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2002 The Society for the Study of Evolution. All rights reserved. Evolution, 56(1), 2002, pp. 111120
 

Summary: 111
2002 The Society for the Study of Evolution. All rights reserved.
Evolution, 56(1), 2002, pp. 111­120
PATTERNS OF DIVERGENCE IN THE EFFECTS OF MATING ON FEMALE
REPRODUCTIVE PERFORMANCE IN FLOUR BEETLES
TINA NILSSON,1,2 CLAUDIA FRICKE,3 AND GO¨ RAN ARNQVIST3
1Animal Ecology, Department of Ecology and Environmental Science, Umea° University, SE-901 87 Umea°, Sweden
2E-mail: Tina.Nilsson@eg.umu.se
3Department of Animal Ecology, Evolutionary Biology Centre, Uppsala University, Norbyva¨gen 18D, SE-752 36 Uppsala, Sweden
Abstract. Sexual selection can lead to rapid divergence in reproductive characters. Recent studies have indicated that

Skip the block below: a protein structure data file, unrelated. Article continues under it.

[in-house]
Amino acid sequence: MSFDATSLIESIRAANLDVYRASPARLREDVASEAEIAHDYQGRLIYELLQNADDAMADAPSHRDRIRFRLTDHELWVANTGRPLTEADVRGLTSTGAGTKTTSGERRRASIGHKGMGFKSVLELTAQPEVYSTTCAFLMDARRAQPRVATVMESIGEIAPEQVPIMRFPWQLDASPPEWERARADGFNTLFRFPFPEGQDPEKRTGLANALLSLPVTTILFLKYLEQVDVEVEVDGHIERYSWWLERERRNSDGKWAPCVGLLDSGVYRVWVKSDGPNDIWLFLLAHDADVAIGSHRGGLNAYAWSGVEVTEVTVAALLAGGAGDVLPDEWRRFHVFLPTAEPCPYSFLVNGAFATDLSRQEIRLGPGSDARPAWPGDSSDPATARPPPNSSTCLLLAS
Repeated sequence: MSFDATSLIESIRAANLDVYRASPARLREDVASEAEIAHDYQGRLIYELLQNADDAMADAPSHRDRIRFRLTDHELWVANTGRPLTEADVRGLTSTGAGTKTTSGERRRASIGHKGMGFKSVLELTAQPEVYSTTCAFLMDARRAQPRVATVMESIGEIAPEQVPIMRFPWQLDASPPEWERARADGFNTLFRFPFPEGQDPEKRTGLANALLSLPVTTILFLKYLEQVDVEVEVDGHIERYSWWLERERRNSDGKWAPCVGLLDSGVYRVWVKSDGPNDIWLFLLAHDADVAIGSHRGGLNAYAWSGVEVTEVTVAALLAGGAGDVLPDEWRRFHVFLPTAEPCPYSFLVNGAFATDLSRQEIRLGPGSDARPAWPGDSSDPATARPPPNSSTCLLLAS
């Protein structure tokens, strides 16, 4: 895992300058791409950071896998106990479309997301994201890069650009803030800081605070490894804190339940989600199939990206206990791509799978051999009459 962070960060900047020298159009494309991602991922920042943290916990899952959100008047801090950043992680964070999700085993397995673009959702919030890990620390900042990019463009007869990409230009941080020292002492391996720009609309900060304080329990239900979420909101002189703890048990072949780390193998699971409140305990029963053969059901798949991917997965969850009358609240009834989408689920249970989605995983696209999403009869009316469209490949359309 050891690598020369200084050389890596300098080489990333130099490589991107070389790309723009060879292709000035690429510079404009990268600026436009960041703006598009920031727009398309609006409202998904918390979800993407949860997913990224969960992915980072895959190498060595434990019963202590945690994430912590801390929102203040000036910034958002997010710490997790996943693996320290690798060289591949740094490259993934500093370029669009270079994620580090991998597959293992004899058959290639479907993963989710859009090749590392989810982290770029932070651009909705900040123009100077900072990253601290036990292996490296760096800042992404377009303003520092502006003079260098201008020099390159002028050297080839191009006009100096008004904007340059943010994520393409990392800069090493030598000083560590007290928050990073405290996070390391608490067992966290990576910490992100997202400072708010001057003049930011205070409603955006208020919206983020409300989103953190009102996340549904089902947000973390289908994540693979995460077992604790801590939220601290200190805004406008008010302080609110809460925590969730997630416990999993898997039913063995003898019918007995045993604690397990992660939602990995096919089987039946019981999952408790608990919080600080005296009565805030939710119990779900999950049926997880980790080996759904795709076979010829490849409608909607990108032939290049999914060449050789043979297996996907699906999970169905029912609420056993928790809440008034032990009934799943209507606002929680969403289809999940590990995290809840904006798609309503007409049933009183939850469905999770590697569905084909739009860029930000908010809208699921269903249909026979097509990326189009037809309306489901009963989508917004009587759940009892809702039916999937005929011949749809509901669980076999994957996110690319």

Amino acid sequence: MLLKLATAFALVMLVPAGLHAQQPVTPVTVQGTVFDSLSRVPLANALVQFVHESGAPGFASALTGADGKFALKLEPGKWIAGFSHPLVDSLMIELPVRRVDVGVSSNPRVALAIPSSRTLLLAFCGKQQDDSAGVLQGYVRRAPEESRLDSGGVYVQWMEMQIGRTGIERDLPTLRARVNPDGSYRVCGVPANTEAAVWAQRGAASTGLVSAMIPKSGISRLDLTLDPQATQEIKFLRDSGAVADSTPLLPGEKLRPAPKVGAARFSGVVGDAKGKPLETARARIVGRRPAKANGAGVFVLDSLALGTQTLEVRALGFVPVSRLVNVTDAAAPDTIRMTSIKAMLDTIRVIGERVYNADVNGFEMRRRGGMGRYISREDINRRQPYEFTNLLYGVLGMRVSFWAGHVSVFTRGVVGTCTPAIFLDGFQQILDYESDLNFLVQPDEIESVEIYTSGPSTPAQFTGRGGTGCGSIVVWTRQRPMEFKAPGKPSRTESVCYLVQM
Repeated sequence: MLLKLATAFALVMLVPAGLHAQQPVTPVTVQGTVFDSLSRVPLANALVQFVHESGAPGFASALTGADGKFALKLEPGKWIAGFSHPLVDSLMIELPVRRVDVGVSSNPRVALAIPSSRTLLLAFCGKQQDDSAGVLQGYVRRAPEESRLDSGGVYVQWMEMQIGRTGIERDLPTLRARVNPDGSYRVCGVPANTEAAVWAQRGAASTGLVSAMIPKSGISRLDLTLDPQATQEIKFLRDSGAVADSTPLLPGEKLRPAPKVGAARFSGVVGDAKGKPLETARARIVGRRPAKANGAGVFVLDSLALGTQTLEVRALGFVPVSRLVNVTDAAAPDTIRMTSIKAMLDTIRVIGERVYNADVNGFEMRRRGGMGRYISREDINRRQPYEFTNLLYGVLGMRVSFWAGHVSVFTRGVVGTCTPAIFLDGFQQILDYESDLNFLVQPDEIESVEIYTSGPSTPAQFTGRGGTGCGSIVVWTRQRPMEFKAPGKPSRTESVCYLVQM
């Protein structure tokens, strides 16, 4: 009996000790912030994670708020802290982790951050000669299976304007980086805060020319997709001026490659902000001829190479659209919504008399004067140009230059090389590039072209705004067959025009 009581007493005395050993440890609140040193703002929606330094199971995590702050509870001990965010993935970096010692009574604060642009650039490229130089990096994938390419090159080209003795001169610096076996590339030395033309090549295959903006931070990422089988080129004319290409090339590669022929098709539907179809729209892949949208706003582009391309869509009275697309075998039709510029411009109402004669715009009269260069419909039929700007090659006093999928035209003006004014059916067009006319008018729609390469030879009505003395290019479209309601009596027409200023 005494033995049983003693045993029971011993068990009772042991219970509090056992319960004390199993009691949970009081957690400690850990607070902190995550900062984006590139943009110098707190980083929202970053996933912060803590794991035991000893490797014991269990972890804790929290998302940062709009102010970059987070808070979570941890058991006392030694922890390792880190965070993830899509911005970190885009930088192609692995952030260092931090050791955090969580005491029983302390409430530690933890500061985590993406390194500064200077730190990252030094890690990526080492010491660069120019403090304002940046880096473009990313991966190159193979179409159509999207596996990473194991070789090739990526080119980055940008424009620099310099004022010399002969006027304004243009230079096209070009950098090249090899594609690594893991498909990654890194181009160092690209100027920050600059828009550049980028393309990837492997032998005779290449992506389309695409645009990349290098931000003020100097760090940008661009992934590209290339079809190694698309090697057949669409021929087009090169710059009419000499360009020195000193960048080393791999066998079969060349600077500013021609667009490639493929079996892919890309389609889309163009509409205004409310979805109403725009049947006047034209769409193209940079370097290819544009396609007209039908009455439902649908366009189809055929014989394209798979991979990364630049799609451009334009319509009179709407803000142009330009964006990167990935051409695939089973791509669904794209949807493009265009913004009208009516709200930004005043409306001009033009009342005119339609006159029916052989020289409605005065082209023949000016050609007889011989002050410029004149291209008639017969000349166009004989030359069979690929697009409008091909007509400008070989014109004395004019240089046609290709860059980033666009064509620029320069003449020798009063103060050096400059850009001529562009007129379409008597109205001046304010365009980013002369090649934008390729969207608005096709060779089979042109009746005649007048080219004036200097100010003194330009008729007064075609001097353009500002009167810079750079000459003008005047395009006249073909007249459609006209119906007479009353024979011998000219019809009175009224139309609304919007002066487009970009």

postmating events, such as sperm precedence, may play a key role in speciation. Here, we stress that other components
of postmating sexual selection may be involved in the evolution of reproductive isolation. One of these is the repro-
ductive investment made by females after mating (i.e., differential allocation). We performed an experiment designed
to assess genetic divergence in the effects of mating on female reproductive performance in flour beetles, Tribolium
castaneum. Females were mated to males of three different wild-type genotypes at two different frequencies, in all
possible reciprocal combinations. Male genotype affected all aspects of female reproduction, through its effects on
female longevity, total offspring production, reproductive rate, mating rate, and fertility. Moreover, male and female
genotype interacted in their effects on offspring production and reproductive rate. We use the pattern of these inter-
actions to discuss the evolutionary process of divergence and suggest that the pattern is most consistent with that
expected if divergence was driven by sexually antagonistic coevolution. In particular, the fact that females exhibited

  

Source: Arnqvist, Göran - Department of Animal Ecology, Uppsala Universitet

 

Collections: Environmental Sciences and Ecology